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Foundations for a good life: Health and wellness are not always found in a hospital

Over the last year we at Norway House Cree Nation have expanded our focus to invest more in our community?s ?recreational? infrastructure. The term recreational is a bit misleading because we are not so much focusing on ?play? as much as we are concentrating on infrastructure that encourages active living. We believe that an active lifestyle is an important element for improving personal and community health. It provides opportunities for expanding experience, physical skill, team building and opens greater opportunities.

It?s been said that our kids today are the least physically active generation in history and is at a level that threatens social and economic prosperity for individuals, communities, companies and countries around the world. So serious they say, that children today are more likely to have a shorter life span than their parents. This is not just about Norway House it?s true of Manitoba, Canada and countries the world over.

We need to take this seriously and make sure that there are places, programs and opportunities to play and become physically active. 

Here at Norway House, we believe that investing in the infrastructure needed for supporting physical activity is the first step. We feel that a commitment to physical activity is an important investment for the future. For example, over the last year we have built a state- of-the-art baseball diamond and a mile-long fitness trail. In addition, we are presently building a second diamond and two playgrounds. One playground was the vision of the late Jordin Bailey and is becoming reality with significant help from the Dream Factory and the many donations made in her memory. 

Based on the current research, we anticipate that this investment in physical activity will have multiple, wide reaching effects that last far into adulthood that positively impact the future of our community as a whole. For instance, its been shown that physical activity increases strength, flexibility, and even long-term skeletal health. In addition, active kids have more desire to maintain a healthy lifestyle and are more likely to make decisions that reject harmful substances or situations. All of these are good for less demand on the health care system, and in particular the incidence of diabetes and the need for dialysis. As well, it reduces the risk for depression, strengthens memory capacity and raises thinking ability. It makes kids feel happier and more confident.  Altogether making scholastic and future career success more likely, that together raises hope, forward thinking for the community.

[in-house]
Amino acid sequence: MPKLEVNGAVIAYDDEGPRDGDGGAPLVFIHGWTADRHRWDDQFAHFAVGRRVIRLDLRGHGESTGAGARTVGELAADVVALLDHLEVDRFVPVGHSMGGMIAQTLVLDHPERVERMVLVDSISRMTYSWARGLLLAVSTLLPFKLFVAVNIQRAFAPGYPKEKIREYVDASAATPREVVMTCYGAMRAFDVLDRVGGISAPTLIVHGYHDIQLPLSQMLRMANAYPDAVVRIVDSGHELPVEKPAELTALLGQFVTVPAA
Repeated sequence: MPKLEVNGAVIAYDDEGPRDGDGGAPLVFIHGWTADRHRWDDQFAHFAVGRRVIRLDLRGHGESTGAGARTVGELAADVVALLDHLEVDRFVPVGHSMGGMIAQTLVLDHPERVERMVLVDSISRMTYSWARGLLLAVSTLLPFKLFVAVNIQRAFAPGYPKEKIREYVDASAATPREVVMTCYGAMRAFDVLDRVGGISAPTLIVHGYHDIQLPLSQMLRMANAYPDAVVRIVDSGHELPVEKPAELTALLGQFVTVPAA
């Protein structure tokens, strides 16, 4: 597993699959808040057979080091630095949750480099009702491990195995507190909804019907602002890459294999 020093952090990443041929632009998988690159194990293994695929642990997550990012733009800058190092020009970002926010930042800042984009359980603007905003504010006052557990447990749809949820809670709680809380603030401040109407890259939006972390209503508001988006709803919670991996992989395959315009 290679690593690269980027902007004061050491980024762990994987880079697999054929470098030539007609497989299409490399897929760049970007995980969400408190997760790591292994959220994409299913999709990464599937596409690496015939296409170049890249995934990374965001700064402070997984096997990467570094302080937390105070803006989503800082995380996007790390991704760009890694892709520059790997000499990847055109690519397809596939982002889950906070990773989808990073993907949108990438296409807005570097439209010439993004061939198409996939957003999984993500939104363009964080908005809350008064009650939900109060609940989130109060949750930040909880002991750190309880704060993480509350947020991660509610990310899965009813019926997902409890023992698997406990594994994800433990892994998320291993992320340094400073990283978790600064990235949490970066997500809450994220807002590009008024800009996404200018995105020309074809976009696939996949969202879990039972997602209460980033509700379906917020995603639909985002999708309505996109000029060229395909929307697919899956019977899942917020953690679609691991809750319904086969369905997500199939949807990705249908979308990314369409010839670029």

In terms of building community, organized sport engages kids to a wider support group of friends, mentors, and role models. In turn these connections help kids discover positive ways to meet emotional pressures, overcoming the fear of failure and helping them develop a range of social skills that allow them to feel empowered and more confident encouraging them to go further and be more engaged members of the school and community. 

These are just a few of the potential positive results we can expect from a more active lifestyle for the youth. However, these can also be true for all of our community members, adding the further benefit of providing a venue that supports and encourages multi- generational relationships.

The benefits of physical activity are no secret, the evidence is clear. If we take health and building sustainable communities seriously, we all need to look closely at new investment in active living infrastructure. For us at Norway House, the path forward is to make investments in our recreational infrastructure a priority, and we invite the government and the private sector to join us in this pursuit. We are all called to live life more abundantly, so let us set this course.

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